|photo by mecredis||via PhotoRee|
Two dodgy officiating decisions from Referee Phil Dowd's crew were all that separated Manchester United from leaving the Emirates with three points on Sunday, the Champions held instead to a 1-1 draw in a chippy contest played at The Emirates. On a day which United received a pre-game Guard of Honor from their opponents to commemorate their title winning season, the post-game stories revolved around none other than the man who also dominated the the headlines leading up to the match: United's leading offensive light, and first-time League winner Robin Van Persie.
It was Theo Walcott, though, who began the day's action and put Arsenal on the board inside of two minutes after an uncharacteristically sloppy midfield giveaway by Van Persie. The Gunners also benefitted mightily from a misjudgment by the line judge, who neglected to spot the Arsenal winger starting his run at least a half yard offside before emerging unscathed in the box and poking the ball under David De Gea's outstretched hands.
Arsenal played the first half on Sunday as if it mattered -- which it did for them, in spades -- while the champions began the game sluggishly, as if still working off their Tuesday morning hangovers. Eleven minutes passed before the visitors found themselves with the ball in the home side's box, and that it ended up high and wide in the stands only added comedic effect to the disastrous opening.
Phil Jones headed wide from Van Persie's cross to create United's initial threat on goal, but the vast majority of the first half was played with the game comfortably under the control of the Gunners' midfield. The home side denied the visitors time on the ball, and the Reds struggled to feed the ball into their man man -- the yellow card near the half hour mark signifying that Van Persie may have been feeling the heat of a crowd that lustily booed his every touch. That he was joined by three of his teammates in the referee's book before halftime was another obvious sign of an uncomfortable performance from the visitors.
De Gea was forced to beat away Lucas Podolski's blast as the game began to stretch, but it was United's Flying Dutchman who came even closer to putting the ball in the net -- denied only by Wojciech Sczcesny's face. If Van Persie had been quiet to this point in the contest, things were rapidly beginning to change.
The scoreline was soon leveled, although the equalizer came only after Jones was off target with his second header of the half. Inevitably, it was Van Persie who did the damage, atoning for his earlier carelessness and scoring from the spot after being scythed down in the box by Bacary Sagna -- the Frenchman compounding his mistake by adding a penalty and a yellow card to an overly casual midfield giveaway.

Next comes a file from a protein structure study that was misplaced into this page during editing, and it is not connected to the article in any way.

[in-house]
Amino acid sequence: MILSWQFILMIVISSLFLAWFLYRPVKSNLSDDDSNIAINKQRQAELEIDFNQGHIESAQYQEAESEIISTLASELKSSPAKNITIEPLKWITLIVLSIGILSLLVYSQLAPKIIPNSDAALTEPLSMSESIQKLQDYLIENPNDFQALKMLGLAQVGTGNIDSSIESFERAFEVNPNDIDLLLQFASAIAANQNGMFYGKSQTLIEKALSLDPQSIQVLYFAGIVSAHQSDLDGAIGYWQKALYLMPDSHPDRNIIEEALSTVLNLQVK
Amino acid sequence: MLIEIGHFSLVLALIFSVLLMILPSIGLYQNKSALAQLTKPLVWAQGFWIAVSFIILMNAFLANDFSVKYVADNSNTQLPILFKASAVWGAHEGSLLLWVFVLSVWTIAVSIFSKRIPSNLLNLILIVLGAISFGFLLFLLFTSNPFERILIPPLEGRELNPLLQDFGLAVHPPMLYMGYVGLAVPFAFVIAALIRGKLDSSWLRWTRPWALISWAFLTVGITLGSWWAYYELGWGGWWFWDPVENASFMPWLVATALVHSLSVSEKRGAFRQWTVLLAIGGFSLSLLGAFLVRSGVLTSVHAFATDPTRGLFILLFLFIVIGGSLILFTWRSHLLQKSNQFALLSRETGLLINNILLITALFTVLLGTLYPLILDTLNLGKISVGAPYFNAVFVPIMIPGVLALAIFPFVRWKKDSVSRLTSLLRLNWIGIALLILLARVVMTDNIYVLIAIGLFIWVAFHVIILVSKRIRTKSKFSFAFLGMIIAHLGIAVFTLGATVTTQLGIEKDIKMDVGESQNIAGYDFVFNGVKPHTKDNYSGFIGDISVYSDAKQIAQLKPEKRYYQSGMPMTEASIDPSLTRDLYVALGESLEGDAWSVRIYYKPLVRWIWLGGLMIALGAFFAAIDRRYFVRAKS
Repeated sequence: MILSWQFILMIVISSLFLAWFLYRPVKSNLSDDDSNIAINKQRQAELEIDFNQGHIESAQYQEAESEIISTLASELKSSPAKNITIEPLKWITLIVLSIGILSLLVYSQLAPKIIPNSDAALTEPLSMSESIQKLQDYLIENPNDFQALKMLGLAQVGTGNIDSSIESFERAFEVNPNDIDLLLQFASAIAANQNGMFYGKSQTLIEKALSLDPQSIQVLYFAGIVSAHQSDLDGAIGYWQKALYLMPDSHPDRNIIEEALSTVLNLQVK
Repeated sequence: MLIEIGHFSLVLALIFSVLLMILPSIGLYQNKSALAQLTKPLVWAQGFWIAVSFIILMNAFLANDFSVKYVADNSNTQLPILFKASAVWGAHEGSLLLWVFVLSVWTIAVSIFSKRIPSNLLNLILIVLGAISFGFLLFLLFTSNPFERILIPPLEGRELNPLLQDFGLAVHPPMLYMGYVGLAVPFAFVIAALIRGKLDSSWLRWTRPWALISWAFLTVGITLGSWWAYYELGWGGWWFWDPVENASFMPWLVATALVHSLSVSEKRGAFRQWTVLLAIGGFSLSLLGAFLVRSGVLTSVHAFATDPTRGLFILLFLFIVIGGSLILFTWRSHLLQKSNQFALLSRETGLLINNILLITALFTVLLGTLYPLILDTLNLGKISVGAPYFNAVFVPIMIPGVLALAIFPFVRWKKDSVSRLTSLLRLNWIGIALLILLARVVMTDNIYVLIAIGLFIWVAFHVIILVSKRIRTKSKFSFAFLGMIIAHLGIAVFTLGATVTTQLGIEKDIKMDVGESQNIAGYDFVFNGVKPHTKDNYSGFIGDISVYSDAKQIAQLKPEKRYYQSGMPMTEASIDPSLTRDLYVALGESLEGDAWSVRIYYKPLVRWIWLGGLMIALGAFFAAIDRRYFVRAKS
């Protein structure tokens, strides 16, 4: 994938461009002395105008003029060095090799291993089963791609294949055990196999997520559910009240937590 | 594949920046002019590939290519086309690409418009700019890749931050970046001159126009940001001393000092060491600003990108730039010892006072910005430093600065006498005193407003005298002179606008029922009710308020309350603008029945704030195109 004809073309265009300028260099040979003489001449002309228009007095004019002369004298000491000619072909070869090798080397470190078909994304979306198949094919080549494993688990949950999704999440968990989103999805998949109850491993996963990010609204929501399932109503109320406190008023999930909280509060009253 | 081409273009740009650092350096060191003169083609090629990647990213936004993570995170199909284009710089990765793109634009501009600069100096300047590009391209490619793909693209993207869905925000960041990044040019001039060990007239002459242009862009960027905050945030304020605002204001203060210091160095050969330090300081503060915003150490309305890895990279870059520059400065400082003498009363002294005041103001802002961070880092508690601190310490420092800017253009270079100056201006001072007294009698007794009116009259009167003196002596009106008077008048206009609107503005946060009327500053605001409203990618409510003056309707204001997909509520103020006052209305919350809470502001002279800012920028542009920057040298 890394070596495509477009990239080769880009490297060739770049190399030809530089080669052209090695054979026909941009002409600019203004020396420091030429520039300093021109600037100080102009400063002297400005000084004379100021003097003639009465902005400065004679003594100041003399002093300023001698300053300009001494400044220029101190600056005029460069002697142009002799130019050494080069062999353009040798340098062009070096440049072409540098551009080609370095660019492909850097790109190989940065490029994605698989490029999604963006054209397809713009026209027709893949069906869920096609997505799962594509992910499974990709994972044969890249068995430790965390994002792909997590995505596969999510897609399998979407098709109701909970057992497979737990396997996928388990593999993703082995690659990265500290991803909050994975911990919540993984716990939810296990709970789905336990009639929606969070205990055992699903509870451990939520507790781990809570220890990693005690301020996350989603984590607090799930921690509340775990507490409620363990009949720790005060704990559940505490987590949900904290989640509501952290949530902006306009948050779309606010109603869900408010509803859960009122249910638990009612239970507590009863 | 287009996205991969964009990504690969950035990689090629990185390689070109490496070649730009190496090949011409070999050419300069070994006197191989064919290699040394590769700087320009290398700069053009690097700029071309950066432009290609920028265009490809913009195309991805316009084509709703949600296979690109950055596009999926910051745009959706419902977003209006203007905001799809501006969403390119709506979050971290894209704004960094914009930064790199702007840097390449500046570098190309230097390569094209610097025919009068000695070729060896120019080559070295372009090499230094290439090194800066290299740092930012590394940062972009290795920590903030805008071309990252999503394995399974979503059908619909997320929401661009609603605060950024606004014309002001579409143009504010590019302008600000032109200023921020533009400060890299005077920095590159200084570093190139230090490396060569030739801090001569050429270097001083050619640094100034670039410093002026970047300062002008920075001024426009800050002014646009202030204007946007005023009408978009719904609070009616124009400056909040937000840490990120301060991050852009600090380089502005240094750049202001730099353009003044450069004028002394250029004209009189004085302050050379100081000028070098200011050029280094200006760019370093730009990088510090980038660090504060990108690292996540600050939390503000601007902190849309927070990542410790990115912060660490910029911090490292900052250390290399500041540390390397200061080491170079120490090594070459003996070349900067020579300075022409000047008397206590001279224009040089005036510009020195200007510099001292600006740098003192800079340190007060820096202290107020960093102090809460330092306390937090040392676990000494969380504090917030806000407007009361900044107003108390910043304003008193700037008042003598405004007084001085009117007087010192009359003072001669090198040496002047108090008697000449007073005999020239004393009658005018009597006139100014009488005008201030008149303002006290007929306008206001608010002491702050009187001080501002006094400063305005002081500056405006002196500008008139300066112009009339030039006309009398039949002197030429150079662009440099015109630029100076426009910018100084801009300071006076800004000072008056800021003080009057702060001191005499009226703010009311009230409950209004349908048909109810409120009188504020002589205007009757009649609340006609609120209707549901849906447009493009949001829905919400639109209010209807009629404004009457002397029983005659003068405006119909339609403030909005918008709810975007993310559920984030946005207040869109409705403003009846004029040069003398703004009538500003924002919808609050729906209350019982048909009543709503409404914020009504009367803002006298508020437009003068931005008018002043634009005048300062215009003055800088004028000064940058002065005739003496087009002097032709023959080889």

Tomas Rosicky conspired to miss his chance during an early second half breakaway for the home side, but once again it was Van Persie looking to be the most dangerous player on the pitch, steering a ball clear through the Arsenal six yard box, the striker's low cross missing only the slightest of toe pokes to alter its path and steer it into the net.
Sczcesny was equal to Wayne Rooney's header just shy of the hour mark as both teams continued to generate opportunities, but it was an omission near the same point that proved most fortunate for the home side: Referee Phil Dowd conveniently managed to overlook Sagna's horrific tackle and inexplicably allowed the defender to stay on the pitch.
Antonio Valencia's unintentional hand ball not only handed the visitors their fifth card of the afternoon, it also created a delicious opportunity for Santi Cazorla to put his team in the lead -- the only problem being that no one told the Spaniard that as his kick was directed well wide of its intended target.
Laurent Koscielny came closer to finding the net, although the Frenchman's volley resulting from a corner kick sailed harmlessly over the bar. Both managers made second half adjustments, Arsenal bringing on Jack Wislhere and Gervinho, and United using a substitution to bring Anderson into the game. When Alex Oxlade-Chamberlain came on it was clear Arsenal boss Arsene Wenger was going for all three points at home during what was quickly turning into a frantic final 15 minutes.
Ryan Giggs and Chicharito made late cameo appearances, and the Welshman's introduction almost changed the complexion of the match; instead, a desperate block by the Arsenal defense saved the home side's bacon. The contest ended the way most of the second half was played: Arsenal throwing caution to the wind and the champions shadow boxing defensively and looking for opportunities to break with speed.
This is farlieonfootie for April 29.